- I announced on Monday that the Morning Word will soon be shutting down. The reason is that I will be running a new news website that will have a small team of reporters to cover New Mexico news and politics. It is a great opportunity and one that I would not have been able to do without my experience here at NM Telegram. And I would not have been able to keep NM Telegram running without all of you readers.
As for the Morning Word, it will not be disappearing, though I will not be writing it after this Wednesday. The Santa Fe Reporter will take over everything starting on December 1. Yes, that soon. Friend of the blog Peter St. Cyr has signed on to take over for me, and I’m sure he will do a great job.
- Associated Press reporter Barry Massey is also leaving for a new position. Massey will be the legislative liaison for the Administrative Office of the Courts as well as spokesman. Massey probably knows his way around the Roundhouse; he had covered the state legislature for 21 years.
- The state Interstate Stream Commission approved the diversion of the Gila River. The commission took the action on the controversial issue on Monday after a series of delays. This doesn’t mean that construction will start right away — or possibly ever.
The decision frees up $62 million in federal money for the project, though state officials acknowledged it could take decades before anything is built. The decision launches a major federal review, which will include analyses under the federal Endangered Species Act and the National Environmental Policy Act. No formal federal decision is likely until at least 2019, state staff told the commission.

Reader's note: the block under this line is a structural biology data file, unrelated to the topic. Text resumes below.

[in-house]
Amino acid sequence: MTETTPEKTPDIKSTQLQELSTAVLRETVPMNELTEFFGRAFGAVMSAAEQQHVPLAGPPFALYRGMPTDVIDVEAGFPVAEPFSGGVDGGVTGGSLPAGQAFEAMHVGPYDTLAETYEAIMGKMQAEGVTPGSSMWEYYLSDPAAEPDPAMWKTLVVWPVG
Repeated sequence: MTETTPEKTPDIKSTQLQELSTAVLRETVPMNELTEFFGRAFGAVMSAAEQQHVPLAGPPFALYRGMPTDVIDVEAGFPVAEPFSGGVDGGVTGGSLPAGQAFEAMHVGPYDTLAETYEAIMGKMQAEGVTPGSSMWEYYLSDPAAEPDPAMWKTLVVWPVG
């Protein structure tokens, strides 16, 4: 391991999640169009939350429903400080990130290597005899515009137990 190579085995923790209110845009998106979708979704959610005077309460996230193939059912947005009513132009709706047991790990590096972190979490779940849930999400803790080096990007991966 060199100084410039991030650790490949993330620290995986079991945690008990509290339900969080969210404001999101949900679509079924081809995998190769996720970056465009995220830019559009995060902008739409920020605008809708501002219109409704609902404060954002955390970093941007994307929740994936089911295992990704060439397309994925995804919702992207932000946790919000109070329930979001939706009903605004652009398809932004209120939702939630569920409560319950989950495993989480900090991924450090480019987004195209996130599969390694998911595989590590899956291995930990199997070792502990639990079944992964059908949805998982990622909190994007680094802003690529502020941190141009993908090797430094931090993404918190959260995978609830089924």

Steve Pearce applauded the decision in a statement after the vote. Pearce represents southern New Mexico.
- John Fleck, talking about another massive water project, says that the state lacks the water tools to decide whether or not water should be moved from the Augustin Plains Ranch to the Middle Rio Grande Valley.
Brad Udall, a water policy scholar at Colorado State University, describes the West’s water problems as a collision among 19th century law, 20th century engineering and 21st century realities. The Augustin Plains Ranch questions are a great example.
- A Navajo Nation appeals court threw out an election grievance against Navajo Nation presidential candidate Russell Begaye. The grievance said that Begaye did not have “unswerving loyalty” to the tribe because of his work as a shareholder representative for the Navajo Nation Oil and Gas Co. It will be appealed the state Supreme Court.
- Gaming compacts could very well be a theme of this year’s legislative session. The state legislature will consider seven gaming compacts during the upcoming session.
The Acoma and Pojoaque pueblos and the Navajo, Mescalero and Jicarilla tribes are seeking to renew their compacts while the Zuni and Jemez pueblos, which do not currently have gaming, are looking for new compacts to allow gaming on their lands.
At least it’s a 60-day session.
- Harvey Yates Jr., a former Republican Party of New Mexico head, is trolling the Democratic Party over campaign finance laws passed recently. He says they helped Susana Martinez in two ways: allowing Gary King to win the Democratic primary because of name recognition and allowing Susana Martinez to raise more money because of the same reason.
- Albuquerque Mayor Richard Berry issued four vetoes to legislation from the city council. The situation between the Republican mayor and the new Democratic majority isn’t as cozy as when Republicans had a majority. An override of any of the legislation seems unlikely, as a Republican would need to change their mind from their original votes.